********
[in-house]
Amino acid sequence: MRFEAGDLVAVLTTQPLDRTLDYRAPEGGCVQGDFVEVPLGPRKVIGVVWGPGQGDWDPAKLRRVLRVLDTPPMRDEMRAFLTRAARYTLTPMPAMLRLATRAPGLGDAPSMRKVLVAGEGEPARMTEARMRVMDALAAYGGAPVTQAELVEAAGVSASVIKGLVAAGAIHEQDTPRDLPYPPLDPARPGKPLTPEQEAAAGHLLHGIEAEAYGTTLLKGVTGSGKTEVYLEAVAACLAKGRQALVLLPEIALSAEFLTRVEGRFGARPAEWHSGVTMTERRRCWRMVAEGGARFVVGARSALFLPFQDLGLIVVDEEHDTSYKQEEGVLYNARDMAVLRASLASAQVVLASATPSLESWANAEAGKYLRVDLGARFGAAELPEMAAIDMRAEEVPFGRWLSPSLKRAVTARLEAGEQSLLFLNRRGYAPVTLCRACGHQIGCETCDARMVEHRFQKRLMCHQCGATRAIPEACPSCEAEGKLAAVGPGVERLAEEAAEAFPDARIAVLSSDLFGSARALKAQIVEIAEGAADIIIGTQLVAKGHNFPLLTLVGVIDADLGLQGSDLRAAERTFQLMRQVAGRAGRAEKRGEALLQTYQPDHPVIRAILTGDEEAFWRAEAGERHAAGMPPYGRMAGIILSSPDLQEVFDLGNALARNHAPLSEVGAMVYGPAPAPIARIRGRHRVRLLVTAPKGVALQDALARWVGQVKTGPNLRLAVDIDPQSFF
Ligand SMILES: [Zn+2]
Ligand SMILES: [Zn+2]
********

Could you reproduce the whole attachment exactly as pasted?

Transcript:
[in-house]
Amino acid sequence: MRFEAGDLVAVLTTQPLDRTLDYRAPEGGCVQGDFVEVPLGPRKVIGVVWGPGQGDWDPAKLRRVLRVLDTPPMRDEMRAFLTRAARYTLTPMPAMLRLATRAPGLGDAPSMRKVLVAGEGEPARMTEARMRVMDALAAYGGAPVTQAELVEAAGVSASVIKGLVAAGAIHEQDTPRDLPYPPLDPARPGKPLTPEQEAAAGHLLHGIEAEAYGTTLLKGVTGSGKTEVYLEAVAACLAKGRQALVLLPEIALSAEFLTRVEGRFGARPAEWHSGVTMTERRRCWRMVAEGGARFVVGARSALFLPFQDLGLIVVDEEHDTSYKQEEGVLYNARDMAVLRASLASAQVVLASATPSLESWANAEAGKYLRVDLGARFGAAELPEMAAIDMRAEEVPFGRWLSPSLKRAVTARLEAGEQSLLFLNRRGYAPVTLCRACGHQIGCETCDARMVEHRFQKRLMCHQCGATRAIPEACPSCEAEGKLAAVGPGVERLAEEAAEAFPDARIAVLSSDLFGSARALKAQIVEIAEGAADIIIGTQLVAKGHNFPLLTLVGVIDADLGLQGSDLRAAERTFQLMRQVAGRAGRAEKRGEALLQTYQPDHPVIRAILTGDEEAFWRAEAGERHAAGMPPYGRMAGIILSSPDLQEVFDLGNALARNHAPLSEVGAMVYGPAPAPIARIRGRHRVRLLVTAPKGVALQDALARWVGQVKTGPNLRLAVDIDPQSFF
Ligand SMILES: [Zn+2]
Ligand SMILES: [Zn+2]